Obama and McCain Suck Up to the Bankers
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This is a time to condemn the bankers, not to embrace them. They are the scoundrels who got us into the biggest economic mess since the Great Depression, lining their own pockets while destroying the life savings of those who trusted them. Yet both of our leading presidential candidates are scrambling to enlist not only the big-dollar contributions but, more frighteningly, the "expertise" of the very folks who advocated the financial industry deregulations at the heart of this meltdown.
Republican candidate John McCain even appointed as his campaign co-chairman Phil Gramm, who went from being chairman of the Senate Banking Committee, where he sponsored disastrous legislation that empowered the banking bandits, to becoming one of them at UBS Warburg. Gramm was forced to resign from McCain's campaign only after he went public with his contempt for the financial concerns of ordinary Americans, calling them "whiners" and perpetrators of a "mental recession."
But Gramm and the Republicans couldn't have done it without the support of leading Democrats. The most egregious of Gramm's legislative favors to the financiers took the form of legislation named in part after him -- the Gramm-Leach-Bliley Act, which became law only after then-Treasury Secretary Robert Rubin prevailed upon President Clinton to sign the bill. The bill's immediate major effect was to legitimize the long-sought merger between Citibank and insurance giant Travelers. Rubin's critical support for the bill was rewarded with an appointment, within days of its passage, to a top job at Citibank (later Citigroup) paying more than $15 million a year.
That is the same Rubin with whom Democratic candidate Barack Obama met, along with other influential advisers, on Tuesday to figure out what to do about the sorry state of our economy. But what in the world did he expect to learn from Rubin? And why did he appoint Rubin's protÃ©gÃ©, Jason Furman, who ran the Rubin-funded Hamilton Project, to be the Obama campaign's economic director? Hopefully, during their encounter Tuesday, Rubin offered himself as a contrite model of everything that the candidate of change needs to change.
After all, Goldman Sachs, where Rubin spent 25 years of his business career before entering the Clinton administration, has been one of the prime corporate villains in the financial shenanigans that led to the subprime mortgage scandal. As co-chairman of the firm, surely he had knowledge of the financial hanky-panky that would prove so disastrous down the road. Indeed, as Treasury secretary, he favored an extension of the deregulation that enabled this explosion of banking avarice. Not surprisingly, the current Treasury secretary, Henry Paulson, also previously headed Goldman.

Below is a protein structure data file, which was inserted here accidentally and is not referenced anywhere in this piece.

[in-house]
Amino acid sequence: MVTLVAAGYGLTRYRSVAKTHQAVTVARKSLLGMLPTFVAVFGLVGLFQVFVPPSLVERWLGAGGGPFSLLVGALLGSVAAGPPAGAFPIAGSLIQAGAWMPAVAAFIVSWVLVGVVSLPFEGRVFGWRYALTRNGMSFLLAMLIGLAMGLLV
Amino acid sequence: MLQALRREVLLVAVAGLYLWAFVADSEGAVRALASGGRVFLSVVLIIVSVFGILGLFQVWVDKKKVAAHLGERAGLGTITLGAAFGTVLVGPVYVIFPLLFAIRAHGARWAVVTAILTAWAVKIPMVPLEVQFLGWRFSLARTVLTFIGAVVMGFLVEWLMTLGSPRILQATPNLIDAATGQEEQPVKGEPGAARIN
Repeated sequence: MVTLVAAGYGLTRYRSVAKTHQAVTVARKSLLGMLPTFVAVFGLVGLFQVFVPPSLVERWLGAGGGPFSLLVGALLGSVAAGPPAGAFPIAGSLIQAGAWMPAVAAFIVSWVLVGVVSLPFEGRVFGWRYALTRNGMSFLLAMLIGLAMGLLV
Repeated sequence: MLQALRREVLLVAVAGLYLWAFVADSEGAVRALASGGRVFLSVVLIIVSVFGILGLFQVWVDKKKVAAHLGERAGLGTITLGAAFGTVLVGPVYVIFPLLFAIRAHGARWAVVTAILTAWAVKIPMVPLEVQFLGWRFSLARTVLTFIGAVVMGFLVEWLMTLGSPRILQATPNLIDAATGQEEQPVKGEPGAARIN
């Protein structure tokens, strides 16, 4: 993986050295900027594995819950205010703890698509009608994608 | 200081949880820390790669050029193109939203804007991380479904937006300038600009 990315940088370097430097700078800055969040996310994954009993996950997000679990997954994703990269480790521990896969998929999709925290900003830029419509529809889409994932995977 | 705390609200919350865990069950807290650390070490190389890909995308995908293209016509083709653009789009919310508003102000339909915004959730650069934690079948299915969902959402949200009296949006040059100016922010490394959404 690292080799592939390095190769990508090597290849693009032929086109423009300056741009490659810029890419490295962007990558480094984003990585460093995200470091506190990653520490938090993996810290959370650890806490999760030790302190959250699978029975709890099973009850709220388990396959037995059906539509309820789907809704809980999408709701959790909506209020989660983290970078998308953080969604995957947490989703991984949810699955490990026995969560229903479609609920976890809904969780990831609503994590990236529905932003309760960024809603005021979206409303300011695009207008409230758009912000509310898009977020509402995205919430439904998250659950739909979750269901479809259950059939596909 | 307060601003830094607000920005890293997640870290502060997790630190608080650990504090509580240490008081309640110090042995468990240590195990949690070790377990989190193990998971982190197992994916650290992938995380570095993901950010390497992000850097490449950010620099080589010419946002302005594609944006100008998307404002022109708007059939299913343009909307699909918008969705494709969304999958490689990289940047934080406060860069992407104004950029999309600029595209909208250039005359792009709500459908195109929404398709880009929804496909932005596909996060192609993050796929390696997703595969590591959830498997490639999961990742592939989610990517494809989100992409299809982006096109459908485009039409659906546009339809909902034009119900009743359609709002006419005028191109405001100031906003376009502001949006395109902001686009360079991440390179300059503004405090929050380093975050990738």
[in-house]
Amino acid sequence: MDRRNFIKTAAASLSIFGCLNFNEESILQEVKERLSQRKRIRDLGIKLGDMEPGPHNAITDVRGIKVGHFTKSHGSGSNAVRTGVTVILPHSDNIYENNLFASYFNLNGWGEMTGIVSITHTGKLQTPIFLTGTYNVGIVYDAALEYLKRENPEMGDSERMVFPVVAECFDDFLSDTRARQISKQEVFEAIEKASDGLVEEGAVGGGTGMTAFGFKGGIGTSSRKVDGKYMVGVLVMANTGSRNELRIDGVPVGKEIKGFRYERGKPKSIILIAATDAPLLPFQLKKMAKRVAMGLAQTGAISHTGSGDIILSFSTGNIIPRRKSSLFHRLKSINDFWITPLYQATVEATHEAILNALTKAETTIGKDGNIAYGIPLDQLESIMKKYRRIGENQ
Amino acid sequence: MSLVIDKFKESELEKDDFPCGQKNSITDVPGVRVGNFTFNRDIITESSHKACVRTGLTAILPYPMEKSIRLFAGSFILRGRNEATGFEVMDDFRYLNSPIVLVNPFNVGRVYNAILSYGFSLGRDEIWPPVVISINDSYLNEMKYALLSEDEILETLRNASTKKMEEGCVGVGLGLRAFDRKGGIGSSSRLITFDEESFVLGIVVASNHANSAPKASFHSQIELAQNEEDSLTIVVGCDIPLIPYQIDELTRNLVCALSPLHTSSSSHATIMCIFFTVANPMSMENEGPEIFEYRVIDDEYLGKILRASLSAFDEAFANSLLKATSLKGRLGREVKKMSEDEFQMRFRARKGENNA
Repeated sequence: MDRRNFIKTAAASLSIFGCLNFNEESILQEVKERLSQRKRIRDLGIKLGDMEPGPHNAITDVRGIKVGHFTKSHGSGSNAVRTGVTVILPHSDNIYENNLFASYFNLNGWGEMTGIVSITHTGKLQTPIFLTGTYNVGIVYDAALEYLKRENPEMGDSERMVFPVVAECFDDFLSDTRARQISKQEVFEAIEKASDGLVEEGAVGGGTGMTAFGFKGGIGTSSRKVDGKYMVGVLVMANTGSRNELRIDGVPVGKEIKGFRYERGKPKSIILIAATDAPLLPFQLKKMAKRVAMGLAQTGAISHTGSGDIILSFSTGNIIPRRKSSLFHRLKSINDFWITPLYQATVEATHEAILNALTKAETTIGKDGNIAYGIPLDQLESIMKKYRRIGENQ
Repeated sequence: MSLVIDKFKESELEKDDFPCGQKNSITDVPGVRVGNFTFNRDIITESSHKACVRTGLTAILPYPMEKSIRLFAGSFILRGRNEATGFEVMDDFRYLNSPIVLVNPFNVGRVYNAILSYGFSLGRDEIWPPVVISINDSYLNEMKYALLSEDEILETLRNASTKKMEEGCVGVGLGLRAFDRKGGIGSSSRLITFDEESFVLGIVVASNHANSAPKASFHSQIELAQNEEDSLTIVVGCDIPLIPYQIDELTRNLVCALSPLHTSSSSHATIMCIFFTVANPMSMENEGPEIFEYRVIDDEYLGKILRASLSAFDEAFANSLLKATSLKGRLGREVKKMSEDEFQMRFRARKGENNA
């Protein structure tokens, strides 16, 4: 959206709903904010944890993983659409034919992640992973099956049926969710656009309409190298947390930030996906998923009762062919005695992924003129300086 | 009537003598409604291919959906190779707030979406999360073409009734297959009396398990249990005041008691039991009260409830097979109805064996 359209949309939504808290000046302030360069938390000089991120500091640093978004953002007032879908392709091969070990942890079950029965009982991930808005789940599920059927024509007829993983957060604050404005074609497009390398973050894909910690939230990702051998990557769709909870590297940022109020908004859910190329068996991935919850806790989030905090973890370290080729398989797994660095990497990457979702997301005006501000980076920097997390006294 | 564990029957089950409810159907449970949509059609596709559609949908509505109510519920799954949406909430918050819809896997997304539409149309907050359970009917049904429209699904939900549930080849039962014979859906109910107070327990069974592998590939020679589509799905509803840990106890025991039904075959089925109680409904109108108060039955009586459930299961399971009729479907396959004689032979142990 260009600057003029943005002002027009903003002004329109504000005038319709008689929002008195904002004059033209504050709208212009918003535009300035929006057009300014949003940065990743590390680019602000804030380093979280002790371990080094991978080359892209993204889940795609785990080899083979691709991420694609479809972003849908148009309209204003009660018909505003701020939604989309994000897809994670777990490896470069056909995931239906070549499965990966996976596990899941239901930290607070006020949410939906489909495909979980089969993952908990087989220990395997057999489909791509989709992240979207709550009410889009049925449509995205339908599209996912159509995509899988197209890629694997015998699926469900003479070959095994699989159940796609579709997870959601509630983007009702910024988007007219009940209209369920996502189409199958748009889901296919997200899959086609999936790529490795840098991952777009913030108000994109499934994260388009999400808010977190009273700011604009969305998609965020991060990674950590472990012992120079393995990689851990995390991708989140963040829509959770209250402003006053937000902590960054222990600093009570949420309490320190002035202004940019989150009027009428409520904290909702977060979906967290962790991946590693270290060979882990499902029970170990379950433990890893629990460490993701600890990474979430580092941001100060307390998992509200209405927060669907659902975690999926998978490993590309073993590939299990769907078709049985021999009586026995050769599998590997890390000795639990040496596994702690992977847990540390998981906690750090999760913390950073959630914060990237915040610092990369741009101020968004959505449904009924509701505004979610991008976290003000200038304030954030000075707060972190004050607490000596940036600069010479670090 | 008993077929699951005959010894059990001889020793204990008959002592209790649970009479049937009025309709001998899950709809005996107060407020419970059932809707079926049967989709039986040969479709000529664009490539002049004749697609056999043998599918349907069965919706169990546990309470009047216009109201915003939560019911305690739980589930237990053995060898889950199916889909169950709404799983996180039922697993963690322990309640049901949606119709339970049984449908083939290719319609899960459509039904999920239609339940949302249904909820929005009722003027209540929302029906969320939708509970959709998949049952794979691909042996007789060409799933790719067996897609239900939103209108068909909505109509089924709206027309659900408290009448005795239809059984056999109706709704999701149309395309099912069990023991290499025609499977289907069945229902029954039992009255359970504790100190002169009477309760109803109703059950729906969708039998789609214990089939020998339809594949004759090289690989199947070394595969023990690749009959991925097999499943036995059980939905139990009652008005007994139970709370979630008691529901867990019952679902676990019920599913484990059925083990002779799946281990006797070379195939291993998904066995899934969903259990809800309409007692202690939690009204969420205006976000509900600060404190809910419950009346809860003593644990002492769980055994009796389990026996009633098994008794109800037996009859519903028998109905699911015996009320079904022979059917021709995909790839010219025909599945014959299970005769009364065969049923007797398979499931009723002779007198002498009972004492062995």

When Rubin assumed a top position at Citibank after his stint at the Treasury, he was not above influencing his former employees in the government. In one notorious instance during the fall of 2001, when Enron was going down the tubes Rubin telephoned a Treasury undersecretary and asked him to consider intervening with credit-rating agencies to hold off downgrading Enron's ratings. When the story was leaked, some media accounts noted the possibility of a conflict of interest because Enron owed Citibank $750 million, which it could not pay if bankrupt.
Despite his skills and his vaunted position as Citibank's chairman, Rubin was not spared the disastrous consequences of Citibank's own wild financial manipulations, which, if anything, exceeded those of Enron. Tens of billions in bad mortgage and credit card debt placed the bank at the forefront of the current economic crisis, and so it is weird that Obama would now turn to Rubin for advice.
It's even weirder that the presumptive Democratic nominee would pick Rubin's man Furman as his campaign economic director at a time when cleaning up the mess left by the bankers is the highest priority. Furman hardly distinguished himself four years ago in that role in John Kerry's failed presidential campaign, with its muffled economic message that could not be blamed on the candidate's stiff style alone.
The bigger problem is that folks such as Rubin and Furman, perhaps best known as an economist for his bold but woefully misguided defense of the Wal-Mart business model, clearly do not feel the pain of the voters who are losing their homes.
But then again, why should Rubin, or Gramm on the Republican side, be expected to care when he has made so many millions off the suffering of those voters? Not good at a time when we need a presidential candidate who sticks it to the bankers instead of sucking up to them.